“The evolution of that was in Uncharted 2 when Jeff the cameraman dies,” says creative director Neil Druckmann. “Going into that temple, you have your whole crew, everyone is happy, and the sun is out. Going out, it’s raining, pouring, lightning, all of the characters are yelling at each other, it’s a much faster pace, there are more enemies – it’s all paralleling where the characters are in the story. That moment really defines Nathan Drake. Do I leave this guy behind and go on the path of being a selfish treasure hunter, or do I put everything on the line to save someone I care about? That’s why it was so important to build this moment up.”

Altering the look of a level to accommodate the the story or the characters’ emotions is a difficult process that lasts for the majority of the game’s development. Altering lighting can affect the readability of a level, and potentially hide carefully placed details that the artists included to help players navigate the terrain.

From the outset of creating a level, the art team figures out the color scripts and flow while talking to the directors. “You want to feel confident about your foundation, because once you start adding layers of detail, it becomes harder to make broad changes,” says artist Adam Littledale. “One of the challenges of making a jungle environment is they are filled with so much visual noise – layers of branches, bushes, twigs, vines, rocks, etc. It is the artist’s job to try to organize these elements into visually appealing compositions, so that one’s eyes can navigate through the space, simultaneously recognizing the landscape while also maintaining the legibility of individual objects. Lighting plays a large part in this, with shadows offering areas of rest or the opportunity to isolate a focal point.”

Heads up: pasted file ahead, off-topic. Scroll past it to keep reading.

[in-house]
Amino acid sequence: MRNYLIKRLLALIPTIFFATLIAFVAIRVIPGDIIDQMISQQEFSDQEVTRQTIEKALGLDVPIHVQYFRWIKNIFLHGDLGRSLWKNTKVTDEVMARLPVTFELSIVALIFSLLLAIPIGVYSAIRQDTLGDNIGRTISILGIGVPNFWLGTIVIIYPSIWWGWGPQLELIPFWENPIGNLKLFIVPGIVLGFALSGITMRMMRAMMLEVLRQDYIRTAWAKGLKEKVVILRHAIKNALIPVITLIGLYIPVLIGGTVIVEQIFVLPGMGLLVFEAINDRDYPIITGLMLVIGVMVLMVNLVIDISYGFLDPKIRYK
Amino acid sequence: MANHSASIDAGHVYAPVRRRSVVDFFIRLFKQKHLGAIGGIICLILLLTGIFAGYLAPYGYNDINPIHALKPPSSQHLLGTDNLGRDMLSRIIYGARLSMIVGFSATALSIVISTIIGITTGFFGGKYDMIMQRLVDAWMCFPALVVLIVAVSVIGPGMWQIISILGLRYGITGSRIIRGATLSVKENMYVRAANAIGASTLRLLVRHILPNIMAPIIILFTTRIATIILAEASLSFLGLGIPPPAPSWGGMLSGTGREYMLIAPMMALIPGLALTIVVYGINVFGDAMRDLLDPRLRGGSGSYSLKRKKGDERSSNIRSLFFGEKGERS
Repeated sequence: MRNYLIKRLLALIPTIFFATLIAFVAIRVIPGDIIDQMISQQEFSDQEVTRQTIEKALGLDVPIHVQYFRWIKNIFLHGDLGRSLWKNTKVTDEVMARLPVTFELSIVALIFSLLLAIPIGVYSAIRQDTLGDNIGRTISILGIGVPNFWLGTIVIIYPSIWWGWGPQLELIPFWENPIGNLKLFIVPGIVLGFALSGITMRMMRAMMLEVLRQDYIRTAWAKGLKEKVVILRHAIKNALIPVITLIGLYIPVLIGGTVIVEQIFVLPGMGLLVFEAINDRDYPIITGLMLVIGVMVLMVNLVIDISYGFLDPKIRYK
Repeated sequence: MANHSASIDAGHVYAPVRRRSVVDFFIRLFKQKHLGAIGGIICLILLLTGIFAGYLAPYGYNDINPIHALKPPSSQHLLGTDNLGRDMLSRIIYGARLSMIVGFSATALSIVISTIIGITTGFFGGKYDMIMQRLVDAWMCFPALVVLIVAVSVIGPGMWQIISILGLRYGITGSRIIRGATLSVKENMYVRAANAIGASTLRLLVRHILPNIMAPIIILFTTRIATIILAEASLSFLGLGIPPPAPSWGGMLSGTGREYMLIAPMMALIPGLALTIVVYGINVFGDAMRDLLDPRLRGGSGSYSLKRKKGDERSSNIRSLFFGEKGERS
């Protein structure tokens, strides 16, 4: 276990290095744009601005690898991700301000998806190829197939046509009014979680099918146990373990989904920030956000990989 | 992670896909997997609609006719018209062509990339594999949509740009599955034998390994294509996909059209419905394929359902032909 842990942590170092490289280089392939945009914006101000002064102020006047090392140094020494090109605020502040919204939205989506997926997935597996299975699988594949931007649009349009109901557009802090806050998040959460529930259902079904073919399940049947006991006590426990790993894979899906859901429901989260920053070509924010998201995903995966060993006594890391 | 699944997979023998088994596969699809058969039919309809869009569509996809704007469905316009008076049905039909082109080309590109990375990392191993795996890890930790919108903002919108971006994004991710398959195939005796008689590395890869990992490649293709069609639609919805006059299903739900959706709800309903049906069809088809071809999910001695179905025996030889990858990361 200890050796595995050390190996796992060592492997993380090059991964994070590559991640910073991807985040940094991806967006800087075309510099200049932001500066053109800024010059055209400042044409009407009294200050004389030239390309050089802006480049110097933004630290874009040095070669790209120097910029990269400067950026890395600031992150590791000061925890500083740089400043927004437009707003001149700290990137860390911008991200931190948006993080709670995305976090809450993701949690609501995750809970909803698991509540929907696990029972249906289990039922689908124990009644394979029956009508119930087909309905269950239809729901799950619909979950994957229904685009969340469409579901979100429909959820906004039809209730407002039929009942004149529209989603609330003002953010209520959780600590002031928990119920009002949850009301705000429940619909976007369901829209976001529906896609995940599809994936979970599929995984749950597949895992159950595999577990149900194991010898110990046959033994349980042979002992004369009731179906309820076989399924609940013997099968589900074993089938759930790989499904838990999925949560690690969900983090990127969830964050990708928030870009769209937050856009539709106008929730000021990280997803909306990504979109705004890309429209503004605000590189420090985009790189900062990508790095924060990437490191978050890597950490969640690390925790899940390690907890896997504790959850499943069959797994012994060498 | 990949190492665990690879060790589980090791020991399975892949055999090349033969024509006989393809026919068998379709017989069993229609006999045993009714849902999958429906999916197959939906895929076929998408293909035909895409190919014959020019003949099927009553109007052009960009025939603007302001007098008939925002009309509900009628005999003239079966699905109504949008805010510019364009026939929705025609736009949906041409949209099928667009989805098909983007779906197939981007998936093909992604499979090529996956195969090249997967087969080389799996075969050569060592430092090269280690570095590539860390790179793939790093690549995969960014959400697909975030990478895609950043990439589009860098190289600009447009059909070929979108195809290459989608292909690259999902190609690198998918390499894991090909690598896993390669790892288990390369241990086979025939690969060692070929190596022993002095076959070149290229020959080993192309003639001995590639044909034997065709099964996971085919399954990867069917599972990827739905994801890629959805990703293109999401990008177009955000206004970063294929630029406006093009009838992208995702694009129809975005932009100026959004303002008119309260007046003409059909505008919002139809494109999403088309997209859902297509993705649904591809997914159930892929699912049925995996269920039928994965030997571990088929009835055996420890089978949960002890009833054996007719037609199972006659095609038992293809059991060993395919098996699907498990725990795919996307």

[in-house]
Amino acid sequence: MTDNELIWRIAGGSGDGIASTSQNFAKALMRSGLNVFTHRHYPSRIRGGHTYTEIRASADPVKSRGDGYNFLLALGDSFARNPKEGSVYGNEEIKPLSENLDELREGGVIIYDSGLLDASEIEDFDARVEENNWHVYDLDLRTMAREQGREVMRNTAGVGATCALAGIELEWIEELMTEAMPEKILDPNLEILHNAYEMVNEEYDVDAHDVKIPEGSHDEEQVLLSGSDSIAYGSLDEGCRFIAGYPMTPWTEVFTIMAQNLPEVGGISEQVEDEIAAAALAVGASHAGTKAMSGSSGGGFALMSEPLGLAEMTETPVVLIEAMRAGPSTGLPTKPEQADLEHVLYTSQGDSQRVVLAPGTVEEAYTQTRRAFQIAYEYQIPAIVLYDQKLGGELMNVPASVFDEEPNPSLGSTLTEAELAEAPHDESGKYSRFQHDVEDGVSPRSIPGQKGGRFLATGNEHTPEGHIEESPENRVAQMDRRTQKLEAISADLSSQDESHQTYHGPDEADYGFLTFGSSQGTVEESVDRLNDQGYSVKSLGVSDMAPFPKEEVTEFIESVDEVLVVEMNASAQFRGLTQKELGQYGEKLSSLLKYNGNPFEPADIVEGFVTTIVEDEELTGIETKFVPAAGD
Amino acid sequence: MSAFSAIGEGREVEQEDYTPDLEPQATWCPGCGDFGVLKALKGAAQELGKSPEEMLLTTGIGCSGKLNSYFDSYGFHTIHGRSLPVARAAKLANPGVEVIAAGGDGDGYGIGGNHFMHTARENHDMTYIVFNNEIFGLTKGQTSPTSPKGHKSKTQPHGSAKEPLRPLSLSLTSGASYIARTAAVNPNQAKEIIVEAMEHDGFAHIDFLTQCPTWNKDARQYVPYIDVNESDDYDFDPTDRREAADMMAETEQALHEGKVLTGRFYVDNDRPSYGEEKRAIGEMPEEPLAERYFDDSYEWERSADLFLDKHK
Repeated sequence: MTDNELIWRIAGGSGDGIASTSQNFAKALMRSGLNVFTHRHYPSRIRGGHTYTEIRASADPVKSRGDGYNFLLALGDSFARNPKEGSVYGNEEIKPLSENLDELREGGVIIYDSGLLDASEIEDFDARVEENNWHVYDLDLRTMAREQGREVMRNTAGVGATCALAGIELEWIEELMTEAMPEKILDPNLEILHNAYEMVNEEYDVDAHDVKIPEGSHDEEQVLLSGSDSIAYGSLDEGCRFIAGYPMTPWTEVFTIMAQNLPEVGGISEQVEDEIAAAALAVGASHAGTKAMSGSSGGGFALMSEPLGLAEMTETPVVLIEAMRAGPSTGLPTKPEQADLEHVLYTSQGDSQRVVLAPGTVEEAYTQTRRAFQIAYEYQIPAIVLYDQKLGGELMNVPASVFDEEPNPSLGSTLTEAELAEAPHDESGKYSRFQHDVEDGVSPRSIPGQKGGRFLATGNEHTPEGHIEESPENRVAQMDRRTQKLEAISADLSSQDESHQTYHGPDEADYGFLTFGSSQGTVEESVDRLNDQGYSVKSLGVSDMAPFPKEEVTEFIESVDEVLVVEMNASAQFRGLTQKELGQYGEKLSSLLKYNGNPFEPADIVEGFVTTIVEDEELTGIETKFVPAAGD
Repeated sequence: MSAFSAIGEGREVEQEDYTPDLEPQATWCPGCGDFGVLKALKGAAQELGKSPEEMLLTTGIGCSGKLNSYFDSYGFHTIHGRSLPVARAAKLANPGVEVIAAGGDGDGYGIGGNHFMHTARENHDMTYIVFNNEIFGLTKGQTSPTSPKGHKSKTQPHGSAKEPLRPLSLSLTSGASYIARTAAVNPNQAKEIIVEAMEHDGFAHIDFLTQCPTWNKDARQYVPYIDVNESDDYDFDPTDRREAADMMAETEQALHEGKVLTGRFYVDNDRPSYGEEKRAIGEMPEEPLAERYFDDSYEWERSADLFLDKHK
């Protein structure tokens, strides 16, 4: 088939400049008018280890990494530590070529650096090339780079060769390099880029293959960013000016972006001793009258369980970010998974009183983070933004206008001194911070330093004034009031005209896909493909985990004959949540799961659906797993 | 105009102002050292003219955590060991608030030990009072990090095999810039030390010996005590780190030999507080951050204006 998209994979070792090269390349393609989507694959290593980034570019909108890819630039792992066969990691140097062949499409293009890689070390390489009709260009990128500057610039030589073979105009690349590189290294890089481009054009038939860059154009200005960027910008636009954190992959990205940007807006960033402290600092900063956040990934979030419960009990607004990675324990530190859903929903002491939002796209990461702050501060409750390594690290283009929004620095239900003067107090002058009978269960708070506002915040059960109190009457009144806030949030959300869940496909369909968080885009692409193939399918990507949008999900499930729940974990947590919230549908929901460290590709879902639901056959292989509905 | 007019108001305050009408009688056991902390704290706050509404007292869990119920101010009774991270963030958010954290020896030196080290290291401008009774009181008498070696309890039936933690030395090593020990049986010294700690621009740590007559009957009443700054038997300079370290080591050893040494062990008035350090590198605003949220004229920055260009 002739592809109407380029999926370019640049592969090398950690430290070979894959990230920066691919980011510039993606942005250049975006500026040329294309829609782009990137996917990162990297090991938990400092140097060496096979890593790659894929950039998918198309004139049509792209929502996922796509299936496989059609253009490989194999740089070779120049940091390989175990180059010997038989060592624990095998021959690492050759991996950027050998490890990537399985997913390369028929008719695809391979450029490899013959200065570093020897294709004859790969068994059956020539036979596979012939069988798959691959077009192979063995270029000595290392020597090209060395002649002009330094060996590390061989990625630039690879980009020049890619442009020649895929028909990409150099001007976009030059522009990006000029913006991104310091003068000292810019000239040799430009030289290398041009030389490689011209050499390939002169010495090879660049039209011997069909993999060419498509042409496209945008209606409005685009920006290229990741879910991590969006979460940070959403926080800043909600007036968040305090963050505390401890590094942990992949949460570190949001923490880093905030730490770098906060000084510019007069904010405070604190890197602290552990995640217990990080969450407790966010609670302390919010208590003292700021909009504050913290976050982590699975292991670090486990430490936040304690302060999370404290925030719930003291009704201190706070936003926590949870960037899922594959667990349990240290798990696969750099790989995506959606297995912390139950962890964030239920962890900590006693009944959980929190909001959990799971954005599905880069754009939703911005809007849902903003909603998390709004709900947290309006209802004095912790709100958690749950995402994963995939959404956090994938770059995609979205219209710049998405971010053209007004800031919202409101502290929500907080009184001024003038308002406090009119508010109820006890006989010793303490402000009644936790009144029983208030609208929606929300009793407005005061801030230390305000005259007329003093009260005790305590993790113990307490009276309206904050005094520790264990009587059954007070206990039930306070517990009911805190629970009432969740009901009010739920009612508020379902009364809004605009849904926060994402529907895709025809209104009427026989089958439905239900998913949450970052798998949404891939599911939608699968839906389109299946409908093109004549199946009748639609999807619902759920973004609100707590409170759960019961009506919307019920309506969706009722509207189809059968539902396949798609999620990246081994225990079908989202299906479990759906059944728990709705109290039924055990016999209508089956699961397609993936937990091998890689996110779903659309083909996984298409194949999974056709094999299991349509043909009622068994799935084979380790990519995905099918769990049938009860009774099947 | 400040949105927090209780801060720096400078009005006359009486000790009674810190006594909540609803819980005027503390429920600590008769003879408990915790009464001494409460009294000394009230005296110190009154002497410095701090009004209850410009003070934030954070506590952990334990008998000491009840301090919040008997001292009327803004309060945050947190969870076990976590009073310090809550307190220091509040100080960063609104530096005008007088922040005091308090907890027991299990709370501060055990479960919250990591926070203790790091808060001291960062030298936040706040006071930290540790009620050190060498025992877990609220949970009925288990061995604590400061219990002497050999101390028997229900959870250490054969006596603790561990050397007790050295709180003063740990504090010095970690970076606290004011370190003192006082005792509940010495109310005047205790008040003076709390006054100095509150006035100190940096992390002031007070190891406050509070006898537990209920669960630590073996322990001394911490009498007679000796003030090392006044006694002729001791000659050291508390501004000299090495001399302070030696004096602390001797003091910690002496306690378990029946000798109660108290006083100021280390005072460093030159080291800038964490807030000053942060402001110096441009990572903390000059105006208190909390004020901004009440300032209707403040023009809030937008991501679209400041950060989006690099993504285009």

Although Littledale took reference photos of various plants at an arboretum in California, the reference pieces are mostly used for inspiration. "With Uncharted, we definitely don’t go for realism,” Littledale adds. "A lot of studios, when they are making things like plants, they take a close-up photo of a leaf and copy that exactly in the game. We just use the photo as a starting off point. We create the plants by hand. We go for more of an illustrative look, and more idealized to how we want to see it. We want realism, but pushed a little in the ways that we want them to be pushed.”


The arboretum Naughty Dog used for reference photos

Even the locations of collectible items are carefully plotted so they don’t interfere with the emotional tone of the game. Naughty Dog doesn’t want the player’s mind wandering off if the focus should be on a specific moment or mood.

Color scripting of this ilk isn’t a concept that Naughty Dog created. It’s common practice in most films in games, but studios use it in different ways. Most people rarely notice the little color-scripting touches that artists put into their work.

Knowing what you now know of Naughty Dog’s approach, go back and play The Last of Us and the Uncharted games again. Pay close attention to the environment, lighting, and character designs for emotional links and transitions. In the case of Uncharted 4, due out later this year, the world and art are as important to the story as the characters and script. It'll be interesting to see how far Naughty Dog pushes this process in what is believed to be Nathan Drake's last adventure.


A look at the demo's lighting shift